To implement the project, it is planned to build several mining and processing plants (GOK), a selective enrichment factory, and a production complex for the production of zirconium oxychloride in Kazakhstan.
One of Russia’s largest projects in Uzbekistan is the construction of the first Uzbek nuclear power plant. The implementation of the project began in December 2017, when the Russian-Uzbek agreement on cooperation in the field of peaceful use of atomic energy was signed. According to the deal, a nuclear power plant with two generation 3+ units with a capacity of 1,200 MW each will be built in Uzbekistan by 2028. The experts estimated the construction of a nuclear power plant would cost US $ 10 billion, part of which Russia will provide as an export loan. The launch of the NPP will allow Uzbekistan to save 3.7 billion cubic meters of natural gas annually, the export of which can bring about a billion dollars a year to the country.
The Jeruy mine is located in the Talas region of Kyrgyzstan. This is the second gold deposit in the republic in terms of proven reserves after Kumtor. It was opened in 1968, and design and survey work was carried out there in 1985-1990. After the country gained independence, several companies tried to develop Jeruy. Since 2021, the Russian enterprise Alliance-Altyn has been engaged in this project, and this is the largest investment project in Russia and Kyrgyzstan. Total investments in its development exceed US $600 million. According to preliminary data, gold reserves at the deposit amount to about 90 tons, silver — 25 tons.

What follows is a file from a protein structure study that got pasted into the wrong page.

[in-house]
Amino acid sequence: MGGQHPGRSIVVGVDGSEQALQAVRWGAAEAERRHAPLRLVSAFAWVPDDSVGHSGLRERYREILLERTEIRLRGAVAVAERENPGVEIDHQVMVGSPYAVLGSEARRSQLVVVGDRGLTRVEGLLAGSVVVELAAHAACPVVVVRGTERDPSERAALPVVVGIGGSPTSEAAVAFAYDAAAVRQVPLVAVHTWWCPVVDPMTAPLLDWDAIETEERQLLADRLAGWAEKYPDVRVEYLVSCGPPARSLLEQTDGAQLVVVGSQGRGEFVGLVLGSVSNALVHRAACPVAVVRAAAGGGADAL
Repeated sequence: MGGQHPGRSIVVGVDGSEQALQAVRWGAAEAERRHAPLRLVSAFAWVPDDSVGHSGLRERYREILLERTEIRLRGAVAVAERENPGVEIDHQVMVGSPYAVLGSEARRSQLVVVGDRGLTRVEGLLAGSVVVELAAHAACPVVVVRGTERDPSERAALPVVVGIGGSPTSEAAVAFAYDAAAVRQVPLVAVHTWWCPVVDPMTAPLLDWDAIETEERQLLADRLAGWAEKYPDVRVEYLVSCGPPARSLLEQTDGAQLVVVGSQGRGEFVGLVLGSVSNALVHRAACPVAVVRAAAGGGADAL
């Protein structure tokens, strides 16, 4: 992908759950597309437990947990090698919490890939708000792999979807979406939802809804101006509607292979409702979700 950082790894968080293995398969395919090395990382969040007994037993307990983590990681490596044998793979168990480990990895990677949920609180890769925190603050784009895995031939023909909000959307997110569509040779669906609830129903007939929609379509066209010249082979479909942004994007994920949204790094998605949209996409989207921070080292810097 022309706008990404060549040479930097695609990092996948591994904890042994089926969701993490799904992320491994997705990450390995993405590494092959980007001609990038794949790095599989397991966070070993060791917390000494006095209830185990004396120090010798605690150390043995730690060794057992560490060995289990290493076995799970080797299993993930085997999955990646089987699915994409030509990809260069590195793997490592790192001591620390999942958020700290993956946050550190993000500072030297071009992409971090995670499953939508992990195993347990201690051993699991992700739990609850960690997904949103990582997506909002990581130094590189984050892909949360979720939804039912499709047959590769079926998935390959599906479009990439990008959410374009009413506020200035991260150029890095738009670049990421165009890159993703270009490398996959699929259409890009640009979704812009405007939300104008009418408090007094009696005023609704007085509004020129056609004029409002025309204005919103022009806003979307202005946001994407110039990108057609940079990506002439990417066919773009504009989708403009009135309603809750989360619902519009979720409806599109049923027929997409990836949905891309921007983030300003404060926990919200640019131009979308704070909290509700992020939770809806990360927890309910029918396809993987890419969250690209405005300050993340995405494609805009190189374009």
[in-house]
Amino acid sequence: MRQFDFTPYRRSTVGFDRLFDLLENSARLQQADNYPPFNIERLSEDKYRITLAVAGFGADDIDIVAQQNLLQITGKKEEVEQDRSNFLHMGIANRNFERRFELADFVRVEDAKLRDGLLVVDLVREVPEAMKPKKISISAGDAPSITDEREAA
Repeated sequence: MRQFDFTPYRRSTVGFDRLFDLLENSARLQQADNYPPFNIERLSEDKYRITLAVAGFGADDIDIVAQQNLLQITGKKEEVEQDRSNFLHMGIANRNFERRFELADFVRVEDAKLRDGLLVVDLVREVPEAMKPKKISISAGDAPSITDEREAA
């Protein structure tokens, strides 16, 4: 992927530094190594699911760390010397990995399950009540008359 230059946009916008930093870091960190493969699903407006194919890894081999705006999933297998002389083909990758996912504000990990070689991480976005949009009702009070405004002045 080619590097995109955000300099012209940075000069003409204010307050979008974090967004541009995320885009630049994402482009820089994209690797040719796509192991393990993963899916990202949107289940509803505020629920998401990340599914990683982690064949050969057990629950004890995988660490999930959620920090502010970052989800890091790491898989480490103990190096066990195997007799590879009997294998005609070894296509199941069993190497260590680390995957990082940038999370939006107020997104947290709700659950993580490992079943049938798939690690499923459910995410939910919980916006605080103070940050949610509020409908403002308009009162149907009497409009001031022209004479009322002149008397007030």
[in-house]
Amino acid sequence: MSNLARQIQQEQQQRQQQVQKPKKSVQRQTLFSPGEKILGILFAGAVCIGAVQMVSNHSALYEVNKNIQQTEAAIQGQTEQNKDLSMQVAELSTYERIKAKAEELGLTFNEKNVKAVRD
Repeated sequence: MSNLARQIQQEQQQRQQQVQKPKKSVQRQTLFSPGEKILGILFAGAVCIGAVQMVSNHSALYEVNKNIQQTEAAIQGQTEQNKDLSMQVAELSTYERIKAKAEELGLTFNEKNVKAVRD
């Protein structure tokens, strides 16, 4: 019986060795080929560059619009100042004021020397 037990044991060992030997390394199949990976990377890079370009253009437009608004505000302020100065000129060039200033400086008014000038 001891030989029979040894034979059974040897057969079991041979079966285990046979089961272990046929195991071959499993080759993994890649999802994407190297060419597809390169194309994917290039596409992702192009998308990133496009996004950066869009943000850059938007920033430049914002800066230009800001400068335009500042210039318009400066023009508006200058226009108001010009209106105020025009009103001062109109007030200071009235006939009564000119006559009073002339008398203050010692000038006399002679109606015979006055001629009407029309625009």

Sangtudinskaya HPP-1 is a joint venture between Russia and Tajikistan, formed in February 2005 to complete the construction and its subsequent operation. The share of Russia in the authorized capital of JSC Sangtudinskaya HPP-1 is 75%, Tajikistan – 25%. This HPP was built at the expense of the Russia and Russian energy companies within the framework of strategic cooperation with Tajikistan in the field of electric power. Russian investments in the construction of the station amounted to more than 16 billion rubles. The installed capacity of Sangtudinskaya HPP-1 with four hydroelectric units is estimated at 670 MW, it generates up to 12% of the total electricity and is one of the three largest HPPs of the republic.
Turkmenistan is one of the main “gas” players in the region. For some time, China held a monopoly on the purchase of gas. However, in 2019 Gazprom signed a contract for the purchase of natural gas from the state company Turkmengaz for a period of five years — until 30 June 2024. According to the contract, up to 5.5 billion cubic meters of gas are supplied annually from Turkmenistan to Gazprom. For the Asian country, this deal is beneficial mainly because it allows to feel more confident in negotiations with buyers from other regions, primarily with the Chinese. ///TASS, 28 December 2022